According to this morning's After Deadline post, that's what Philip B. Corbett at the New York Times calls "rules that aren't", following the lead of Theodore M. Bernstein:
Another pet peeve of some After Deadline commenters is the use of “but” or “and” to begin a sentence — as in the third sentence of the previous section. Obviously, I don’t share their aversion.
It shouldn’t be overdone, but using coordinating conjunctions this way can provide a handy and very efficient transition. “But” is certainly preferable in many cases to the stilted “however,” and “and” is simpler than “in addition” or similar phrases.
I’d put this objection in the category of “Miss Thistlebottom’s hobgoblins.” That’s how the former Times language guru Theodore M. Bernstein described overly fastidious rules and usage myths a grade-school English teacher might invoke to keep her pupils’ prose on a very narrow path. (Familiar examples include “Never split an infinitive” and “Never end a sentence with a preposition.”)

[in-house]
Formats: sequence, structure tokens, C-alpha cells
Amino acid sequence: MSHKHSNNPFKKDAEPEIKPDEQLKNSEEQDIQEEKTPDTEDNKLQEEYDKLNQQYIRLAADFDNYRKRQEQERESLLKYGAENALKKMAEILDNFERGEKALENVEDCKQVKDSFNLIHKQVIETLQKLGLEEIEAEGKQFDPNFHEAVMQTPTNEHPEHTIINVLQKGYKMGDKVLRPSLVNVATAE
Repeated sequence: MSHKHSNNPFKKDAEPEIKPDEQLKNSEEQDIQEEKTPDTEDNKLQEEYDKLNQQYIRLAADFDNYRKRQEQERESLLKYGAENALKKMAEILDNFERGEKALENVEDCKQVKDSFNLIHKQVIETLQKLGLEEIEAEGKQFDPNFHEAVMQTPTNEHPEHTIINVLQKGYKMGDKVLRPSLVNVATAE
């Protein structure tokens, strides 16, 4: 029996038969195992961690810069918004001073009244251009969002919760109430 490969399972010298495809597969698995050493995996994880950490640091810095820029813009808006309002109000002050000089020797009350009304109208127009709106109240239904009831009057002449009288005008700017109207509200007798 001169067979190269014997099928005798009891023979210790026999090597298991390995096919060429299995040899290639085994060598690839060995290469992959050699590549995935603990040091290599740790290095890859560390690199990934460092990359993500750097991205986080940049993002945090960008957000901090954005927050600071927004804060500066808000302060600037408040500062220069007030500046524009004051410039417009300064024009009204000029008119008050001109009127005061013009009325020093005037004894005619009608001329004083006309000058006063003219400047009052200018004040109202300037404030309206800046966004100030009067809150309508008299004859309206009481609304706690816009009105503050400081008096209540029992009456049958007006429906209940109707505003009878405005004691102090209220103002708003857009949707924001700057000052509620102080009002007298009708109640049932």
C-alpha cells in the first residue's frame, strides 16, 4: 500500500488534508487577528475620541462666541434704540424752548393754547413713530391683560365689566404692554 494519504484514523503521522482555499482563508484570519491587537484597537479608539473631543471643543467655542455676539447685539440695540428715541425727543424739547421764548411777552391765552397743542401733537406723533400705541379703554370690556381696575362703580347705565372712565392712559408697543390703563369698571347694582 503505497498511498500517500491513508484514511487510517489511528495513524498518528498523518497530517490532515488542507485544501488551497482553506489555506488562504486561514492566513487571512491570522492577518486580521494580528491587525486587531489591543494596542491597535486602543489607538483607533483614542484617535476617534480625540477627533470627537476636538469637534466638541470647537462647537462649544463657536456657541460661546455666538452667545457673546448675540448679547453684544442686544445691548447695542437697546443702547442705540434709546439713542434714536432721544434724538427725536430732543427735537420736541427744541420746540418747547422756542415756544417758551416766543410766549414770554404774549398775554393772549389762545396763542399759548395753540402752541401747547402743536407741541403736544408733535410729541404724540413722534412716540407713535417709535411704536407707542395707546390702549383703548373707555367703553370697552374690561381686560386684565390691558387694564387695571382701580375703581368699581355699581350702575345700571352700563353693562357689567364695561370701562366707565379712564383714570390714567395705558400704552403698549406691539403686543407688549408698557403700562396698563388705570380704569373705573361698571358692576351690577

Mr. Corbett is being polite to his commenters, I think, by calling these strictures "overly fastidious" (as opposed, say, to "preposterous fabrications").
Arnold Zwicky has suggested the term "Zombie Rule" for things like this — see "When zombie rules attack", 8/26/2008, and "However, …", 11/1/2006, and "Five more thoughts on the that rule", 5/22/2005. In a comment, Language Hat once mentioned "Aloysius Thistlebottom and his fellow half-dozen members of the Preserve English the Way it Was in Queen Victoria's Time (But Not Much Further Back Because Then It Gets to Be Too Much Trouble) Society", so apparently the Thistlebottom family has more than one member in this line of work.
Perhaps Miss Fidditch, who would "rather parse than eat", is a relative. (She's the patron saint of computational linguistics, or at least she should be. Don Hindle named a parser after her, about 20 years ago, but she's been neglected in recent years. )